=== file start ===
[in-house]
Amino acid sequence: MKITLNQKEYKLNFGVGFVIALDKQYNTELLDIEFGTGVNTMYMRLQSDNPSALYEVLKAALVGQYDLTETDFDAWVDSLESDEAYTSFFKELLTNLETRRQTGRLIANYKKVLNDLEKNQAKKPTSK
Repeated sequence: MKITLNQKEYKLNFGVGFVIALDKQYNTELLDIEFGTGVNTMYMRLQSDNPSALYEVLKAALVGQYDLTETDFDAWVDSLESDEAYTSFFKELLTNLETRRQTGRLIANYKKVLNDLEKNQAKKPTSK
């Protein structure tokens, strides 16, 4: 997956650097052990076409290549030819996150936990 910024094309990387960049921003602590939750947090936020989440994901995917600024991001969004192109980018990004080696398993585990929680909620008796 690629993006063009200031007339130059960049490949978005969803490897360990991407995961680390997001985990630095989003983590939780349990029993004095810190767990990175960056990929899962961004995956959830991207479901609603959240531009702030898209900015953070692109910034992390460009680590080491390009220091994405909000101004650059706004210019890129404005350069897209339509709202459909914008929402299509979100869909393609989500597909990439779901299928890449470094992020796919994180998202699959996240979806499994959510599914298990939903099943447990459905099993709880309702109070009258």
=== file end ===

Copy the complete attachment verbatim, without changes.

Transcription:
[in-house]
Amino acid sequence: MKITLNQKEYKLNFGVGFVIALDKQYNTELLDIEFGTGVNTMYMRLQSDNPSALYEVLKAALVGQYDLTETDFDAWVDSLESDEAYTSFFKELLTNLETRRQTGRLIANYKKVLNDLEKNQAKKPTSK
Repeated sequence: MKITLNQKEYKLNFGVGFVIALDKQYNTELLDIEFGTGVNTMYMRLQSDNPSALYEVLKAALVGQYDLTETDFDAWVDSLESDEAYTSFFKELLTNLETRRQTGRLIANYKKVLNDLEKNQAKKPTSK
């Protein structure tokens, strides 16, 4: 997956650097052990076409290549030819996150936990 910024094309990387960049921003602590939750947090936020989440994901995917600024991001969004192109980018990004080696398993585990929680909620008796 690629993006063009200031007339130059960049490949978005969803490897360990991407995961680390997001985990630095989003983590939780349990029993004095810190767990990175960056990929899962961004995956959830991207479901609603959240531009702030898209900015953070692109910034992390460009680590080491390009220091994405909000101004650059706004210019890129404005350069897209339509709202459909914008929402299509979100869909393609989500597909990439779901299928890449470094992020796919994180998202699959996240979806499994959510599914298990939903099943447990459905099993709880309702109070009258």